The Best Spot To Plant A Flowering Dogwood Tree For Stunning Spring Blooms

There is something incredibly stunning about the cloud-like blooms that grow from the flowering dogwood tree (Cornus florida). These snowy white, flower-like blooms emerge in early spring before the tree leaves develop into a soft green color. These trees, which do best in hardiness zones 5 to 9, will dazzle again in the fall when the leaves turn to a bright purple-to-red color before the cold weather arrives. But growing and caring for dogwood trees can be tricky. To get the most out of these beautiful colors in the spring, you need to know the best spot to start.

The flowering dogwood is a rather versatile ornamental tree, but your chosen location should still check a few boxes. This species needs a good source of regular water, and it tends to do best in consistently moist soil. Also important to consider is the size. Flowering dogwoods typically grow from 15 to 50 feet in height and tend to be wide in some areas. Be sure to plant this tree somewhere it can spread out and create those stunning blooms all spring long. 

There are also a few hidden downsides to planting a dogwood tree in your yard, including a slow and sometimes unpredictable growth of 1 to 2 feet per year. That means you'll need to be patient and willing to work around the tree's eventual growth patterns. Before investing in a flowering dogwood, make sure you can give it the best environment and the right support.

Shade - and maybe a shade tree

Flowering dogwood does best in partial (or dappled) shade. That means that if you have a taller tree in your yard, position the dogwood so it receives filtered light through that tree's leaves. This can also help protect those springtime blooms from direct, intense heat. If you don't have a tall tree like this, consider any structures around your home — like the patio awning or even the home itself — that could offer some filtration protection. Flowering dogwoods will also do well next to the patio or even along the border of your yard, where it gets some light protection from the neighbor's tree.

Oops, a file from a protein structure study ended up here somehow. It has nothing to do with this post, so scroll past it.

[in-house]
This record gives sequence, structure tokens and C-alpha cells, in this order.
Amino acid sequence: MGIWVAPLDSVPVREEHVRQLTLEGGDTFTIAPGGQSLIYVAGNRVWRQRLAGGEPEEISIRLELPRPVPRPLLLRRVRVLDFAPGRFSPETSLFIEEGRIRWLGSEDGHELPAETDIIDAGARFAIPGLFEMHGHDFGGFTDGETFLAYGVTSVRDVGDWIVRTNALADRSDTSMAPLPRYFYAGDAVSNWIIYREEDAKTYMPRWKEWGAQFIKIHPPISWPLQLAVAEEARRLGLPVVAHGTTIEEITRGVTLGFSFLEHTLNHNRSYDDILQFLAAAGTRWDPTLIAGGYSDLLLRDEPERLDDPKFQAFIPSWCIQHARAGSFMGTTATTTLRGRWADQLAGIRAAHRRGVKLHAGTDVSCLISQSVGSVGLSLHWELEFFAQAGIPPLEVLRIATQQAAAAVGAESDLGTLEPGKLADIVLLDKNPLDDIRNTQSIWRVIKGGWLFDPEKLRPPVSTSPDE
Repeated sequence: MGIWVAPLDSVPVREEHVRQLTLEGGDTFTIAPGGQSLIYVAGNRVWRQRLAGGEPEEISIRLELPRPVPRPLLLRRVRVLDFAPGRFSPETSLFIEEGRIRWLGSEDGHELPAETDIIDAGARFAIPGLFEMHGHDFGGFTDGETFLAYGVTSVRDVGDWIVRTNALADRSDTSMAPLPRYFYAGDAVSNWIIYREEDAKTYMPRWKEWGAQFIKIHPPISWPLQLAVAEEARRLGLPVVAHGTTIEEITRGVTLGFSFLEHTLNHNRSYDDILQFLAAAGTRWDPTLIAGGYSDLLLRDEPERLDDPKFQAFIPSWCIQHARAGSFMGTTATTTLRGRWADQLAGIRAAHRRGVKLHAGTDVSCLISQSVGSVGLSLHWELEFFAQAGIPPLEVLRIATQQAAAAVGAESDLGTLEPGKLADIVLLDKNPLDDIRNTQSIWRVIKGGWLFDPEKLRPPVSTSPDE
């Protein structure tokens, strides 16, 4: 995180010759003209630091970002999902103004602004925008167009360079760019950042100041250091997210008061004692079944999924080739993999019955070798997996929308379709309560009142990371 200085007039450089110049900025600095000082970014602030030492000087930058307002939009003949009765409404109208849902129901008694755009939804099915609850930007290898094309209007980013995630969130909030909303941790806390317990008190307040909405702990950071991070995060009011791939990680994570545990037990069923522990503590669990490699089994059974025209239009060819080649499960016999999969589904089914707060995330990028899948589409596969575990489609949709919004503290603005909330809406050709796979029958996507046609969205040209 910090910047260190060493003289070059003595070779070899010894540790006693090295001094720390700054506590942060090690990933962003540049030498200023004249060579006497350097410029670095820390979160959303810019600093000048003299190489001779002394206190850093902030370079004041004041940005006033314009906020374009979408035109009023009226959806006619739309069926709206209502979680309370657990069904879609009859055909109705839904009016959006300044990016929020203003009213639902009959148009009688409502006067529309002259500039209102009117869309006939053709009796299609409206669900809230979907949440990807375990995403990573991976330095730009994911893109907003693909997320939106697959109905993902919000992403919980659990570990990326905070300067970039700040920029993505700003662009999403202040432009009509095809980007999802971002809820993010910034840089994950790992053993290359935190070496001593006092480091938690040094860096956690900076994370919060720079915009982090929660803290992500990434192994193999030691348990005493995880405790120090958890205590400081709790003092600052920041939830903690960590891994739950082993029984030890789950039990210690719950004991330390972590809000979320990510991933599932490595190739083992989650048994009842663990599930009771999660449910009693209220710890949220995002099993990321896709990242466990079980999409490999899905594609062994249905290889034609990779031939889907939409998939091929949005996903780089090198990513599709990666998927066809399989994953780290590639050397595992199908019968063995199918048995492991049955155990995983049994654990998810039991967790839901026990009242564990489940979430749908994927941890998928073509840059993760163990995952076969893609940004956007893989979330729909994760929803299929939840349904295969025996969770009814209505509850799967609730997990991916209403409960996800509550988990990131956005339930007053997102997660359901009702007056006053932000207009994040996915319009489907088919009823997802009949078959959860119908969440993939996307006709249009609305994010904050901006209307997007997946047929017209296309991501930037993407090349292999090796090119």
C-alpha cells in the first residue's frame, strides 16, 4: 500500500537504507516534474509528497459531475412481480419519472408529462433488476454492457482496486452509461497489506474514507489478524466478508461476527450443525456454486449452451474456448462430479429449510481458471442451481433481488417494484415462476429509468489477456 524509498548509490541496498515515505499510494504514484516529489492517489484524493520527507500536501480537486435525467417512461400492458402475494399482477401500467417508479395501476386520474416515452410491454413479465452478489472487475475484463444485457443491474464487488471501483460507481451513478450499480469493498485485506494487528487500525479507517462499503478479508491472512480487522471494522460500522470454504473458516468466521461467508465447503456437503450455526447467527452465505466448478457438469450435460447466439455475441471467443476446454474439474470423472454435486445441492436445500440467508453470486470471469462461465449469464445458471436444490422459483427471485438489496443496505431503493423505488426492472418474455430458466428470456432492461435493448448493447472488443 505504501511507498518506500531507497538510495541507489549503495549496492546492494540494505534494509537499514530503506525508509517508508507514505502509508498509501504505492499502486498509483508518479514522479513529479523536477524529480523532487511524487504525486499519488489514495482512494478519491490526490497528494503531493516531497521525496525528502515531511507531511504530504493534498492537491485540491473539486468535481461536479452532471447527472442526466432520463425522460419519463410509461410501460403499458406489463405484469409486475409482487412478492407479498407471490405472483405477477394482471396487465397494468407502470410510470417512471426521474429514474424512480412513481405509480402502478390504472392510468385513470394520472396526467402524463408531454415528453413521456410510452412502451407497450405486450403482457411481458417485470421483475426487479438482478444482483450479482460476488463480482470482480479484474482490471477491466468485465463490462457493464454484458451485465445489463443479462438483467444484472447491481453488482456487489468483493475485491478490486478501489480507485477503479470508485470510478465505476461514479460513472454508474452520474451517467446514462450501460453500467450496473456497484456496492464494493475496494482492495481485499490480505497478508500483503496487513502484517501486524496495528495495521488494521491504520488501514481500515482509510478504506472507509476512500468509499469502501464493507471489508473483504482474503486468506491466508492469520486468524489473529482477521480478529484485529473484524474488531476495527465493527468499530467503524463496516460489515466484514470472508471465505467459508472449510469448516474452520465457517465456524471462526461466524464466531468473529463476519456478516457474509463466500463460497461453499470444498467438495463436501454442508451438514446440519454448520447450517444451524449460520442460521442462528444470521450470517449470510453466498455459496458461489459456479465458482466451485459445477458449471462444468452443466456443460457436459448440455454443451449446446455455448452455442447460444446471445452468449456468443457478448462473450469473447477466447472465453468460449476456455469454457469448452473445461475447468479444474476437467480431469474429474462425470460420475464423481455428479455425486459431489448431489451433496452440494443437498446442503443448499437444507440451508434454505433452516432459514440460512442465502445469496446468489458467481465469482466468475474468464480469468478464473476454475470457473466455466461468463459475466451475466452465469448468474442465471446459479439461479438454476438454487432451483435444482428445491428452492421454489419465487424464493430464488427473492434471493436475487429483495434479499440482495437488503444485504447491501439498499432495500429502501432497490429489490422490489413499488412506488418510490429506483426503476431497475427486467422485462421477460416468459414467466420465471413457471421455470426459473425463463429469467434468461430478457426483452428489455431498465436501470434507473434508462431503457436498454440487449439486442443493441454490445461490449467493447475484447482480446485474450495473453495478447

If you have the space in your yard, consider planting a fast-growing shade tree. The shade tree — like the Royal Empress (Paulownia tomentosa), which grows 15 feet per year — will likely grow at a much faster rate than your dogwood and ultimately provide a much higher level of shade and protection over time.

Caring for your spring blooms

To support those beautiful spring blooms, your flowering dogwood tree needs careful attention throughout the year. Start with the soil. This tree does well with slightly acidic and clay soil, and you can definitely add organic nutrients to support the soil quality. The one thing that this tree will demand, though, is both good moisture and excellent drainage. If the roots sit in water for too long, they will develop fungal concerns. However, you also don't want them to dry out. Because they have shallow roots, they need to be watered routinely — at least twice a week — to keep them moist. If you have a stream or a wetter area of your yard, consider placing the dogwood there to keep it watered properly.

Another important tip regards pruning — they don't need a lot. The best time to prune your dogwood is actually super early in the spring before the blooms begin to sprout or in the late winter after the tree enters its dormant period. At the same time, make sure you prune the tree lightly. Too much pruning can ruin that beautiful shape and alter the overall aesthetic value it brings to your home's landscape. In this environment, and with fertilizing as needed to boost soil quality, you'll have a fabulous spring bloom.